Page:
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The Bamako Convention is a treaty of African nations prohibiting the import into Africa of any hazardous (including radioactive) waste. The convention came into force in 1998.


The Bamako convention is a response to Article 11 of the Basel convention which encourages parties to enter into bilateral, multilateral and regional agreements on Hazardous Waste to help achieve the objectives of the convention.

The impetus for the Bamako convention arose also from:

  • The failure of the Basel Convention to prohibit trade of hazardous waste to less developed countries (LDCs);
  • The realization that many developed nations were exporting toxic wastes to Africa (Koko case in Nigeria, Probo Koala case in Ivory Coast…).


The Bamako convention uses a format and language similar to that of the Basel convention, but:

  • Is much stronger in prohibiting all imports of hazardous waste.
  • It does not make exceptions on certain hazardous wastes (like those for radioactive materials) made by the Basel convention.


  • Negotiated by 12 nations of the African Union (former Organization of African Unity) at Bamako, Mali in January, 1991.
  • Came into force in 1998.
  • To date: 29 Signatories, 25 Parties


  • Prohibit the import of all hazardous and radioactive wastes into the African continent for any reason;
  • Minimize and control transboundary movements of hazardous wastes within the African continent.
  • Prohibit all ocean and inland water dumping or incineration of hazardous wastes.
  • Ensure that disposal of wastes is conducted in an “environmentally sound manner ".
  • Promote cleaner production over the pursuit of a permissible emissions approach based on assimilative capacity assumptions
  • Establish the precautionary principle.


The Convention covers more wastes than covered by the Basel Convention as it not only includes radioactive wastes but also considers any waste with a listed hazardous characteristic or a listed constituent as a hazardous waste. The Convention also covers national definitions of hazardous waste. Finally, products that are banned severely restricted or have been the subject of prohibitions are also covered under the Convention as wastes.


Countries should ban the import of hazardous and radioactive wastes as well as all forms of ocean disposal. For intra-African waste trade, parties must minimize the transboundary movement of wastes and only conduct it with consent of the importing and transit states among other controls. They should minimize the production of hazardous wastes and cooperate to ensure that wastes are treated and disposed of in an environmentally sound manner.

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The Second Conference of the Parties to the Bamako Convention on the Ban of the Import into Africa and the Control of Transboundary Movement and Management of Hazardous Wastes within Africa will take place at the Radisson Hotel, Route de l’aéroport, Abidjan, Côte d'Ivoire from 30 January to 1 February 2018.

The Conference will be held under the following theme: The Bamako Convention: a platform for a pollution-free Africa.

Information for participants:


The following three (3) hotels have been booked for the meeting. Negotiated rates are as follows:


Rate : 166 400 XOF (USD 333)

Location: Venue of the Meeting, Airport Area

Contact: + 225 21 22 20 00



Rate: 63 000 XOF ( 118 USD) including breakfast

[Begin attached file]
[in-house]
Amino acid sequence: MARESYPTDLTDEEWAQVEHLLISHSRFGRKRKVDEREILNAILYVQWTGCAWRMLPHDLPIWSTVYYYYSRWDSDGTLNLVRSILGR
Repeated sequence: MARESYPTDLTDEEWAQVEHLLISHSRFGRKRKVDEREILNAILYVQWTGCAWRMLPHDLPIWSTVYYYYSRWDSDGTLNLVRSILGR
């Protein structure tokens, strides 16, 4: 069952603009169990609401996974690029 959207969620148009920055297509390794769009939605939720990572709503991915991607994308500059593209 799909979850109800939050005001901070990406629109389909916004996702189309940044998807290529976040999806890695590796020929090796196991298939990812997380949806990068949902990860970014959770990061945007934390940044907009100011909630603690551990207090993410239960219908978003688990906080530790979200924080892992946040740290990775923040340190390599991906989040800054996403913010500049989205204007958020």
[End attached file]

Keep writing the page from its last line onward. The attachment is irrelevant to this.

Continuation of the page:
Location: 1km to the Airport , across the road from the venue

Contact: + 225 21 21 21 91 - Reservation.abidjan@onomohotel.com

Hôtel IBIS

Rate: 61 000 XOF (114 USD) including breakfast

Location: Marcory, 5 Kms to the Venue

Contact: +225 21 75 63 00 - ho667@accor.com

Participants are requested to book directly with the hotel and copy UN Environment Sub-Regional Office staffs (marie-yolande.koffi@un.org / brahima.toure@un.org) for follow up.


Transport will be available for participants from and back to the airport. Transport will also be provided from Hotel Ibis Marcory to and from the venue of the meeting. Should a participant wish to arrange for his/her transport, the average rate for a taxi from the airport is USD 20.


Nationals from the Economic Community of West African States (ECOWAS) do not need an entry visa into Côte d'Ivoire. Nationals from other countries outside the ECOWAS zone require entry visas, unless bilateral agreements exist between their countries and Côte d’Ivoire. For those countries where Cote d’Ivoire Embassies or Consulates exist, participants can get visas before arrival in Abidjan.

Participants from countries with no diplomatic representation of Côte d'Ivoire can use the following URL to apply for visa: http://www.snedai.com/fr/

Official Language

French is the official language in Côte d’Ivoire. However, English is spoken and understood in most of the hotels and restaurants.

Weather and Clothing

Côte d'Ivoire has a tropical climate with an annual average temperature of 27-28 °C and generally abundant rainfall. At this period, however rains are relatively low.

Currency, Credit cards and Banks

The official currency of Côte d'Ivoire is the franc CFA of the BCEAO: 1 Euro=655F CFA (XOF) and 1USD=549.010 (January rate). All major credit cards and traveler’s cheques are accepted at banks, hotels, restaurants and shopping centres.


Proof of a yellow fever vaccination is required to enter Côte d’Ivoire.  Yellow fever certificates are required if the journey starts or entails passing through the designated yellow fever belt. (some airlines may require a valid international vaccination certificate for yellow fever).




Cyrille-Lazare SIEWE | E-mail: cyrille-lazare.siewe@unenvironment.org | Telephone: +254 20 7623437

Communication Officer:

Mohamed Atani | Email: mohamed.atani@unenvironment.org  | Telephone: +254 727531253